The Cross-Border Biotech Blog

Biotechnology, Health and Business in Canada, the United States and Worldwide

Tag Archives: muscle

Friday Science Review: May 7, 2010

Amazing!  Three Nature papers this week…

Cracking the Code: The human body is much more complex than the 20,000 or so genes that are encoded in our DNA.  This multiplicity of genetic messages is enhanced by alternative gene splicing, a process where different segments of DNA exons are spliced together to create a different gene message.  It is possible to create hundreds of new messages from a single gene.  The so called “splicing code” or rules that determines how and where a particular part of a gene is spliced with another segment was deciphered by researchers at the University of Toronto.  They can now accurately predict how genetic messages are rearranged on a large scale.  Hundreds of different RNA features are taken into account including certain factors in specific tissues to give rise to tissue specific expression.  This is an amazing discovery by Drs. Brendan Frey and Benjamin Blencowe that garnered the cover story in this week’s Nature journal.

Stem Cells on Hormones: The ovarian hormone, progesterone, stimulates breast stem cells as its levels peak during the natural reproductive cycle.  Researchers observed up to a 14-fold expansion of breast stem cells at peak progesterone levels in a mouse model.  This is the first evidence of a direct link between hormones and breast stem cells.  Since cancers are thought to initiate from stem cells, if there are other oncogenic factors pushing the system this may be a critical point that ultimately drives the start of a cancer.  There are implications of this study to further understanding how reproductive history is a strong risk factor for breast cancer and may lead to therapeutic intervention.  The research team at Princess Margaret Hospital, University Health Network was led by Dr. Rama Khokha and describes their work in Nature.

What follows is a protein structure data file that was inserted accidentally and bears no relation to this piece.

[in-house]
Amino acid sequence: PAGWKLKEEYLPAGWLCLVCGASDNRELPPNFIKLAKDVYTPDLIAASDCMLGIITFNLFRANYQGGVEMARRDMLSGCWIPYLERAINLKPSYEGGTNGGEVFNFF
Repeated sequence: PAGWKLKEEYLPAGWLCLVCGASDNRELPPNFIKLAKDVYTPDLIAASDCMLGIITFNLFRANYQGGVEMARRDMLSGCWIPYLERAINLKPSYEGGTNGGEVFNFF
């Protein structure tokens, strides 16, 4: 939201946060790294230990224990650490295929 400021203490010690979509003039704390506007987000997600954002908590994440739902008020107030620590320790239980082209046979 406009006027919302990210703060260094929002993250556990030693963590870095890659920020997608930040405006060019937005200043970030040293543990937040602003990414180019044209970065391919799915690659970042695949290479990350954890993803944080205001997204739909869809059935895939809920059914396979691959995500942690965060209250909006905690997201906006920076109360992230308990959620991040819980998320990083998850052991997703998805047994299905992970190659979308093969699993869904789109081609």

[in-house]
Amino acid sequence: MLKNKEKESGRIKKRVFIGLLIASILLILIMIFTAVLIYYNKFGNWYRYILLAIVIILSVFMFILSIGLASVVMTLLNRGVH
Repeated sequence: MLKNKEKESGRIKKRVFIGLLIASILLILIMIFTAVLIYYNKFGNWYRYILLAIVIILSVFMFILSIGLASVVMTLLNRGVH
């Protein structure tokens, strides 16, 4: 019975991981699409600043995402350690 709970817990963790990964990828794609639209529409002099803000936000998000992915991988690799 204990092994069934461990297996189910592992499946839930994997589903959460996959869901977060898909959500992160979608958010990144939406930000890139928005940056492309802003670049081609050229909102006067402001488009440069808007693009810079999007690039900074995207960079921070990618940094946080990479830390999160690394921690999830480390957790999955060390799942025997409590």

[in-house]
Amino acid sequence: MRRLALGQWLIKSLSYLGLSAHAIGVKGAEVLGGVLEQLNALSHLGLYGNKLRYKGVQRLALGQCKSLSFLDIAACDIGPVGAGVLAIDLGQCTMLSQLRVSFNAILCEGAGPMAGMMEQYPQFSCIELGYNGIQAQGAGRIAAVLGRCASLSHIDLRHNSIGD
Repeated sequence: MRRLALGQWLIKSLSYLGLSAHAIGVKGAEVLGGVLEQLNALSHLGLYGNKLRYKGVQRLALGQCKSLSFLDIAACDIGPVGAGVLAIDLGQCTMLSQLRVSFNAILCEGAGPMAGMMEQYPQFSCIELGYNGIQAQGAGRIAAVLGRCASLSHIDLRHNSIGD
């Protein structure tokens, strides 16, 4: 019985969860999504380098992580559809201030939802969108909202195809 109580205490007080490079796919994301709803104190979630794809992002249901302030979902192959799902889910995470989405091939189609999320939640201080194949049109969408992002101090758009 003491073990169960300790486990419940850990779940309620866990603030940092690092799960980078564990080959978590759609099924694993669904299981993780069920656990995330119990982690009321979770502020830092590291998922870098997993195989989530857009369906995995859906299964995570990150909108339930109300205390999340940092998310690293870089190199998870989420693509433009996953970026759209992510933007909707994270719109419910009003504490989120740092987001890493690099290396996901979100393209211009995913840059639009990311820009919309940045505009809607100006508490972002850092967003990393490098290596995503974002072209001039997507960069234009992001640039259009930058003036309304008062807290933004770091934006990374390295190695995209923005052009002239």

Reversing HER2 Breast Cancer: Through genomic studies of HER2 positive breast cancer, it was noted that the 14-3-3sigma gene was frequently missing.  After several years of hard work focusing on this gene, researchers have demonstrated that the 14-3-3sigma gene does indeed play a specific role in the development and function of breast epithelial tissue.  In the absence of 14-3-3sigma, the normally organized and polarized sheets of epithelial cells clump together and lose polarity.  It is this loss of organization without 14-3-3sigma that likely contributes to breast cancer progression.  From a therapeutic standpoint, the reintroduction of 14-3-3sigma into HER2 positive breast cancer cells resulted in the restoration of cell polarity and opens a window for further studies as a pathway to target.  Dr. William Muller (my former mentor) and his team at McGill University describe their research in the early edition of Genes and Development.

Bionic Muscle: Artificial proteins were assembled together in a fashion that mimics the molecular spring structure of a muscle protein called Titin, which is a very large protein that gives muscle tissue its unique properties of strength, extensibility and resilience.  This is why muscle has superior elasticity.  The biomaterial looks like a string of beads and although it exhibits only some of the mechanical characteristics of muscle tissue, its structure can be adjusted to provide specific properties of different types of muscle.  There are obvious future applications of this technology in regenerative medicine and tissue engineering.  Drs. Hongbin Li and John Gosline at the University of British Columbia present their work in this week’s Nature journal.